How women can manage gestational diabetes with a healthy diet
January 22, 2019
Diabetes is one of the most common diseases in the U.S., affecting more than 30 million people. And while it’s often considered a lifelong condition, one form of diabetes, gestational diabetes, occurs only during pregnancy.
Gestational diabetes affects between 2 and 10 percent of pregnant women and occurs when the placenta, an organ that develops in the uterus during pregnancy, secretes a hormone called human placental lactogen (HPL). This hormone is important for fetal growth as it causes an increase in maternal glucose (sugar) levels that then pass to the baby. Women who are at risk for diabetes – or those whose blood sugar levels are higher than the average person prior to pregnancy – are most likely to develop gestational diabetes. This often includes women who are overweight and obese, as well as those with a strong family history of diabetes.
Eating a diabetes-friendly diet is the best way for women to manage gestational diabetes and thereby reduce the danger to themselves and their babies. I had a patient in her early 40s who after two decades of trying to conceive, was having her first baby; she had pre-diabetes before pregnancy and developed gestational diabetes during the pregnancy, but because she diligently followed a diabetes-friendly diet, she ended up having a beautiful, healthy baby. It takes commitment, but it is very doable.
Lower your blood sugar to reduce your gestational diabetes risk
Diabetes-friendly diets typically emphasize protein and avoid carbohydrates and sugar. Additionally, the American Diabetes Association recommends that women with gestational diabetes eat three small to moderate-sized meals and two to four snacks per day. Women who follow this type of dietary regimen generally experience a drop in their blood sugar levels and, ultimately, healthy deliveries. Make sure to speak to your Ob/Gyn about receiving a referral to a nutritionist to create a complete diet plan if you test positive for gestational diabetes.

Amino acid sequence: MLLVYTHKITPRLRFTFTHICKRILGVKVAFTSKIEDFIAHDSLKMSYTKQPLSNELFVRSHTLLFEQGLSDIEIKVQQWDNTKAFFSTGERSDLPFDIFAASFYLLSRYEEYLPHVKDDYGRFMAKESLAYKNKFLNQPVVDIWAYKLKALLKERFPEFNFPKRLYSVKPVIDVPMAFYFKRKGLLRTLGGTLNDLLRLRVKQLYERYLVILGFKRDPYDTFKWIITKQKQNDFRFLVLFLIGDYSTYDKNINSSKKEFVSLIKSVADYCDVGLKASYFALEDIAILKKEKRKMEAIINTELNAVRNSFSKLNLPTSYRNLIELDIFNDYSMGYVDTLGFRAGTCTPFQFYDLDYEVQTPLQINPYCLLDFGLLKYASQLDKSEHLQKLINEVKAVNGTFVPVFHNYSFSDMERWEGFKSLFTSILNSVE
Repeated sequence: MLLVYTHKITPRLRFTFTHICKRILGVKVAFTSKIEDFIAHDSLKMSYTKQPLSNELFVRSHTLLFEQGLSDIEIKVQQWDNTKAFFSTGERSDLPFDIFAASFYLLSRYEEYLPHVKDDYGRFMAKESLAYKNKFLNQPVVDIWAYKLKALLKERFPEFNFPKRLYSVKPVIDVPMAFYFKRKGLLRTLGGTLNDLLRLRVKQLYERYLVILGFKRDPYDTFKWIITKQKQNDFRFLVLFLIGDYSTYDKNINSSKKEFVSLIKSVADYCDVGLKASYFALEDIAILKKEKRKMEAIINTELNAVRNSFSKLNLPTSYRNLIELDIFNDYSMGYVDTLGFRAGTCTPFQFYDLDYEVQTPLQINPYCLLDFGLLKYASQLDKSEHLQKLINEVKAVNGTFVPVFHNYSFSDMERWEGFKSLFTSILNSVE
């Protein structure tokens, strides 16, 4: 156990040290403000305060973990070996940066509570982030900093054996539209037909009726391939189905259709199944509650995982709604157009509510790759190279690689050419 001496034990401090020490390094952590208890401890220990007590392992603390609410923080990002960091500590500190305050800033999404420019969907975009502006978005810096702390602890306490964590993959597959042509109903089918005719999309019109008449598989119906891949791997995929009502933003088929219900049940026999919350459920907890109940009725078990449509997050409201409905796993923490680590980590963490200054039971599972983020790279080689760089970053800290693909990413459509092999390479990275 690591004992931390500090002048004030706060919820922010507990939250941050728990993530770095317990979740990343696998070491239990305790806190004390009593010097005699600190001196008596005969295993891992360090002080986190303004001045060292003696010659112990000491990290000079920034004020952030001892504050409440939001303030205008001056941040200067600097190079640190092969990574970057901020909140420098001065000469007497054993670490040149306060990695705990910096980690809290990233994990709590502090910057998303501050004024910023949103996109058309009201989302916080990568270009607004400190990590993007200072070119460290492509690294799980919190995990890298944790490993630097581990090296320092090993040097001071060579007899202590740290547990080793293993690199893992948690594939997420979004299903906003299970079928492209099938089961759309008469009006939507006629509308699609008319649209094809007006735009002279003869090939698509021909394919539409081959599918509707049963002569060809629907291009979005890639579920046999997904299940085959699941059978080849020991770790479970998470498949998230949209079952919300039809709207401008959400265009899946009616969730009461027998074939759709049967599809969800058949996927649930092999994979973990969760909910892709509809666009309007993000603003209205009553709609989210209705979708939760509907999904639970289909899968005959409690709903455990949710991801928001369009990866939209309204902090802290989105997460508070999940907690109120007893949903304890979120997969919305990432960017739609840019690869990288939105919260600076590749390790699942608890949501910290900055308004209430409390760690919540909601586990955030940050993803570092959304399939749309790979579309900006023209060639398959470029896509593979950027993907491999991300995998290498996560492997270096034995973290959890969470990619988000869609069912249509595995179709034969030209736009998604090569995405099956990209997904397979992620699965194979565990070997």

We ensure that patients with gestational diabetes stay consistently healthy throughout their pregnancy by having them check their blood sugar levels four times a day with a glucometer, a small blood sugar reader that provides instant results. If the diet plan isn’t helping, we might prescribe insulin medication to treat their high blood sugar. Insulin is safe and effective, and it doesn’t affect the baby’s development. There are diabetes pills as well, but their long-term effects on the baby aren’t well known.
Eating a diabetes-friendly diet is the key to managing gestational diabetes. These diets typically emphasize protein and avoid carbohydrates and sugar.
How we diagnose gestational diabetes
We typically test for gestational diabetes between 24 and 28 weeks of pregnancy, but we might check earlier in pregnancy if patients have risk factors. The most common technique we use to diagnose gestational diabetes is the glucose challenge test, which involves women drinking a small bottle of sugar solution and having their blood sugar checked an hour later.
If the glucose challenge test shows high blood sugar levels, women typically undergo a three-hour glucose tolerance test, which is more intense and requires that participants fast beforehand. If the test shows high blood sugar levels, we diagnose the patient with gestational diabetes.
What can happen without gestational diabetes treatment?
When women with gestational diabetes don’t get the care they need, they can expose themselves and their babies to health risks. For example, women with gestational diabetes are at an increased risk of:
● Developing diabetes later in life
● Having a cesarean section (C-section)
● Preeclampsia, or high blood pressure during pregnancy
Babies whose mothers have gestational diabetes during pregnancy are at increased risk of:
● Birth trauma: The most common birth trauma is nerve injury from shoulder dystocia, or when the baby’s head delivers but the shoulders remain lodged behind the mother’s pubic bone
● Jaundice: An excess of bilirubin (a yellow pigment released by red blood cells) in the baby’s blood
● Neonatal hypoglycemia: Low blood sugar at birth
When women manage gestational diabetes with a healthy diet and medication (when it’s needed), they typically deliver their babies with no setbacks. Make sure to speak to your doctor if you have any questions pertaining to these management options.